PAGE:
The intimacy of the space, as a home which hgatheredas become unhomely, works compellingly with the plays’ themes. The piece gathered momentum as sections of Inchbald’s depiction of an emerging fascist leader were performed, at which point the audience members are put in role as fellow mob members in the claustrophobic space of the living room. Here audiences became physically involved with the action as they wish to be, and are (more significantly) all ‘active participants’ in that they are called on to consider both the moral questions in play, and at the same time to encounter with empathy the characters who are caught in the drama.


It was thrilling to find all of the performances sold out and I’d like to thank Sydney and the whole Peckham Festival team for making the work happen. We plan to bring the performance back in a longer run, in 2017, and are seeking funding and partnerships to make that happen. If you would like to be involved or support the project, please see our Crowdfunder page to support this extraordinary project and find the kinds of rewards and events you can be part of as a supporter.

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Mob-handed – research & development for The Massacre

Mob-handed – the crowd as character – Workshop 12th March

IMG_1204 In our second workshop at the Jerwood Space, we explored our text within the context of its claustrophobia, its sense of urgency, and more than anything, its sense of shared experience. A walk-through, on our feet, in which no-one in the space was a mere observer. All of us, whether portaying a character or acting as witness to the action, were required to be involved in the action, and there was no concept of being ‘outside’ of it.

This work led on from the previous week in which we had read the text through for the first time, complete with the author’s extremely detailed stage directions to performers. This is an 18th century ‘lost’ text, an attempt at writing about state atrocity, violence and trauma which was itself suppressed from public performance. The text invites many layers of response and interrogation: its relationship to terrible historical events (patchy, hearsay, yet containing moments of reported ‘truth’), its negotiation of how and whether to represent violence and atrocity, placing violence off-stage, but summoning it with an increasing intensity. Its ultimate silence in the face of trauma, its denial of a voice to perpetrators.
This is just the start of the journey with this text, but the impact of this evening’s active reading was marked. This is a text about atrocity that summons and acts upon the violence it seeks to condemn. It contains sparks of contagion, it works with extra-textual qualities – sounds, atmospheres, and most of all, the increasing sense of the approach of the mob. Among many of the insights from tonight’s reading is the way in which the material – the reporting of horror, the need to verify its status as eyewitness account and not lurid imaginings – places this as a play in dialogue with much contemporary theatre and visual art works which attempt to negotiate the difficult, disputed terrain of how to represent that which, it has been argued by many, is unrepresentable.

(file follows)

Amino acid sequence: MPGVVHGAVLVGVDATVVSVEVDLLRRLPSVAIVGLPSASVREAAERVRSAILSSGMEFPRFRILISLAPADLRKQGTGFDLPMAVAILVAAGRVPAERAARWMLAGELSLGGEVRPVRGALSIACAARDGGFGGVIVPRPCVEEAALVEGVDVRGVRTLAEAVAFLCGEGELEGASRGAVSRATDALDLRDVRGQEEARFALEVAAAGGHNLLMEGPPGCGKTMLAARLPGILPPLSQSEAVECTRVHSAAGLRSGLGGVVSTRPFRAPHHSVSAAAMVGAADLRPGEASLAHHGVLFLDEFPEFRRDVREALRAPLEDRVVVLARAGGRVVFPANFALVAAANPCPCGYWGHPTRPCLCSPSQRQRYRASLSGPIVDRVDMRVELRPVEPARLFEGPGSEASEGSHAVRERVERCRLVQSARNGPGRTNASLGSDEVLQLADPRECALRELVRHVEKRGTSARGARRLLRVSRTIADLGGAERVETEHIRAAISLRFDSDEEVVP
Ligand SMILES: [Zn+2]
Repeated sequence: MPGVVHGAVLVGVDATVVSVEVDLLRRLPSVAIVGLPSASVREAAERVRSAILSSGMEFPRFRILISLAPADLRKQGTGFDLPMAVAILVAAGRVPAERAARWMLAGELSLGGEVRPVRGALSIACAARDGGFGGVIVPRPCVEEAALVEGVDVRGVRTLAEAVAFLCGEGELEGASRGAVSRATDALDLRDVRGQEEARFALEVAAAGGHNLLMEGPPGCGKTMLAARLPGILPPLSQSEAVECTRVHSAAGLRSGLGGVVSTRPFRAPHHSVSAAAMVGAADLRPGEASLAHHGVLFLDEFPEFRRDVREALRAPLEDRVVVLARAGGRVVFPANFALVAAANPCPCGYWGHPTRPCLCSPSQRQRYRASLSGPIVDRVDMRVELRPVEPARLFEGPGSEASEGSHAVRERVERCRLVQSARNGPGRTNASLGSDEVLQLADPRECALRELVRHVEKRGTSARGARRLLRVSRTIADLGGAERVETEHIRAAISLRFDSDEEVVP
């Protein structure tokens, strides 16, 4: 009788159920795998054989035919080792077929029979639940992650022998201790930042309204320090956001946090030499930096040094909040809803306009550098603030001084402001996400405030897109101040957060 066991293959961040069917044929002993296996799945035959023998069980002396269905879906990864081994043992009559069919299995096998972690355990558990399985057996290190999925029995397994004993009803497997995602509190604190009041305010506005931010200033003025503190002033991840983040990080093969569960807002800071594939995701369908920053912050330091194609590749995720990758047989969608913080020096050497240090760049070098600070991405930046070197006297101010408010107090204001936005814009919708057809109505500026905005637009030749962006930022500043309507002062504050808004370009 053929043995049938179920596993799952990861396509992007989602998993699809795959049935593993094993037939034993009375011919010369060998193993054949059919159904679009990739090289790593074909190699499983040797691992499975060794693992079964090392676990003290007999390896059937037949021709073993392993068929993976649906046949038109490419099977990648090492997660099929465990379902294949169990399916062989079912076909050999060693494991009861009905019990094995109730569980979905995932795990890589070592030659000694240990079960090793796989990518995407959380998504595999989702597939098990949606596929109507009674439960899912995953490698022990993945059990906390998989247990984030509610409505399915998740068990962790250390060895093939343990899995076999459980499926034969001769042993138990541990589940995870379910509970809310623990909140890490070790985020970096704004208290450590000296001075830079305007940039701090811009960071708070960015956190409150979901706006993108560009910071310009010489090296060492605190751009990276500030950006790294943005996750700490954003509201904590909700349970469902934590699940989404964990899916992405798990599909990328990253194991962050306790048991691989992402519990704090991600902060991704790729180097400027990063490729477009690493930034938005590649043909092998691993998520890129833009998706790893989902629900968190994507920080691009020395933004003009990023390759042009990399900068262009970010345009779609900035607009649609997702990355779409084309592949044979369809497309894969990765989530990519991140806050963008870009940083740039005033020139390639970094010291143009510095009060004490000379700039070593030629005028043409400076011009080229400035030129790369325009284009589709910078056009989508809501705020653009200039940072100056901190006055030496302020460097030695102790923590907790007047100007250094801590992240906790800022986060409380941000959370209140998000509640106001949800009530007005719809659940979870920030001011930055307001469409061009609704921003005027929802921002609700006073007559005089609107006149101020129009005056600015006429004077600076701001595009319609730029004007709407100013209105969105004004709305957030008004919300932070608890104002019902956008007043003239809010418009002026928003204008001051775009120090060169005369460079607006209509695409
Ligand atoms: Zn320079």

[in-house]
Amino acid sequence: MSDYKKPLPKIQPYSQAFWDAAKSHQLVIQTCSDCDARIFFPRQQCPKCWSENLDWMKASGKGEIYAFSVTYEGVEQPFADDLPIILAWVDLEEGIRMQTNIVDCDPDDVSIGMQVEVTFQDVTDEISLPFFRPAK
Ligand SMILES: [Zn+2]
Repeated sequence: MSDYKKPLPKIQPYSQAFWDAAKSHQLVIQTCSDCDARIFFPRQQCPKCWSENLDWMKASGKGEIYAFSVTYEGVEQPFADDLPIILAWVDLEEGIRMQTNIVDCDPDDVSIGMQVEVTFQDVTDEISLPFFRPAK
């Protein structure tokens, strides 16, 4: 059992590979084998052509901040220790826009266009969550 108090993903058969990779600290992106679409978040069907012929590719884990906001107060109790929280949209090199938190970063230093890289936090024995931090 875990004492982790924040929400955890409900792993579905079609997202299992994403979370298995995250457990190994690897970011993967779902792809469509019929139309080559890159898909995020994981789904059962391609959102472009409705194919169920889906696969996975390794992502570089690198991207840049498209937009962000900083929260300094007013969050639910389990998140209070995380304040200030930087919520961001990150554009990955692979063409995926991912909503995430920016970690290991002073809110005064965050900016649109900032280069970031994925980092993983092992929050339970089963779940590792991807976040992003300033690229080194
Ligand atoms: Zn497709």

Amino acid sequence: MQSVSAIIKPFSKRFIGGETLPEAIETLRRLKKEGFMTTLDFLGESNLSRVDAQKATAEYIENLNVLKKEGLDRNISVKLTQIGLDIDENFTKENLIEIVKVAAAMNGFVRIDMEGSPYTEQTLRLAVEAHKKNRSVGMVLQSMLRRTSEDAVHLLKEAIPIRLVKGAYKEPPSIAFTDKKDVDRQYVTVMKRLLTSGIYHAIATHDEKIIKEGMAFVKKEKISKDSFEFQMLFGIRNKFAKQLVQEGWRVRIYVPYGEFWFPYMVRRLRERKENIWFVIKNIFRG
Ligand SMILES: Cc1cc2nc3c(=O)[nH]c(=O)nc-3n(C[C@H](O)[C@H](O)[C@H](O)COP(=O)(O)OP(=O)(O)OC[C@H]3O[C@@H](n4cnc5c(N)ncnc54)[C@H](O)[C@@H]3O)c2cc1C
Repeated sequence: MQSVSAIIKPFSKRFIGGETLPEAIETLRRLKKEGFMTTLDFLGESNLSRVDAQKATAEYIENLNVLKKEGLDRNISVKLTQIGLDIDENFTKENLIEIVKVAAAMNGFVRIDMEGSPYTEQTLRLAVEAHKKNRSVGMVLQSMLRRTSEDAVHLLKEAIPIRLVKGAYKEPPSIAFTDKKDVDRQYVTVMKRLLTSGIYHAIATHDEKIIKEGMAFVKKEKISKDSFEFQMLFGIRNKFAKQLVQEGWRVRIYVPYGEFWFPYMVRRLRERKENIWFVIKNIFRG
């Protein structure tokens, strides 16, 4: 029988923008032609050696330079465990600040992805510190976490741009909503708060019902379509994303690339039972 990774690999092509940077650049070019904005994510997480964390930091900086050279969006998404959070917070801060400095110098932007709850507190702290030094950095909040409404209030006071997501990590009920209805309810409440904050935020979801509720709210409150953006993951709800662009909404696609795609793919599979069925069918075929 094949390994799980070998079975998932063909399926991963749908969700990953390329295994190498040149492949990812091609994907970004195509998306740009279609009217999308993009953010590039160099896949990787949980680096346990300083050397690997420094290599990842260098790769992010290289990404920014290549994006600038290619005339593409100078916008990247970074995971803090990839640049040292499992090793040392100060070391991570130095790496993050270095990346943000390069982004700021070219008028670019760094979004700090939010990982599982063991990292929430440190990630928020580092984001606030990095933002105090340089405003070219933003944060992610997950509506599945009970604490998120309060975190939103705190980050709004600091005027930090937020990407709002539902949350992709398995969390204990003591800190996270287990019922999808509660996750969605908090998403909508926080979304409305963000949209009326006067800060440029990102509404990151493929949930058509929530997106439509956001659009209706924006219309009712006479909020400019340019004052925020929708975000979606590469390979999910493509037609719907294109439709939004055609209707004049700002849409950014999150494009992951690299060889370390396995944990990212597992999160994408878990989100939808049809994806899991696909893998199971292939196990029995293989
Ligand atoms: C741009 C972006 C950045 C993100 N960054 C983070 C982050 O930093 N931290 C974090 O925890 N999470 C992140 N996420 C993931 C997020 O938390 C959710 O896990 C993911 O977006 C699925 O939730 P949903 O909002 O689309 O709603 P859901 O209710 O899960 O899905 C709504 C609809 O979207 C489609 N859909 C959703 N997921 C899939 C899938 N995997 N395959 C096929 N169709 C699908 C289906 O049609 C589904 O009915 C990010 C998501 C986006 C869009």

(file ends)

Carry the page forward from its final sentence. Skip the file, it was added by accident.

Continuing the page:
IMG_1248Another stand out moment, developed through the urgency of the writing and emerging through the shared storytelling, was a sense of the mob as a character. This is a play which attempts to warn of the dangers of unthinking group violence, of the labeling of the other as evil or less than human. In doing so it conjures up a disturbing presence – that of the mob itself. Felt as a live presence in the space, its contagious affect tangible to me, I sense the power of the journey this text is taking us upon, its importance and also how very disturbing it is. This is a deeply ethical, important text for today.


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A Testimony and a Silence at Dilston Grove

DVD label

May 2014 – a site-specific performance piece in Dilston Grove in Southwark Park. Dilston Grove is an arts space and former church in which the rarely-performed play, The Massacre by Elizabeth Inchbald, was explored. The play is extraordinary and prescient, a discussion of the tragedy of genocide, written by Inchbald during the French Revolution. It is a play whose tense relationship to terror and to violence, and to human values of respect and humanity, found rich ground in the association of meanings generated by Dilston’s craggy, evocative spaces.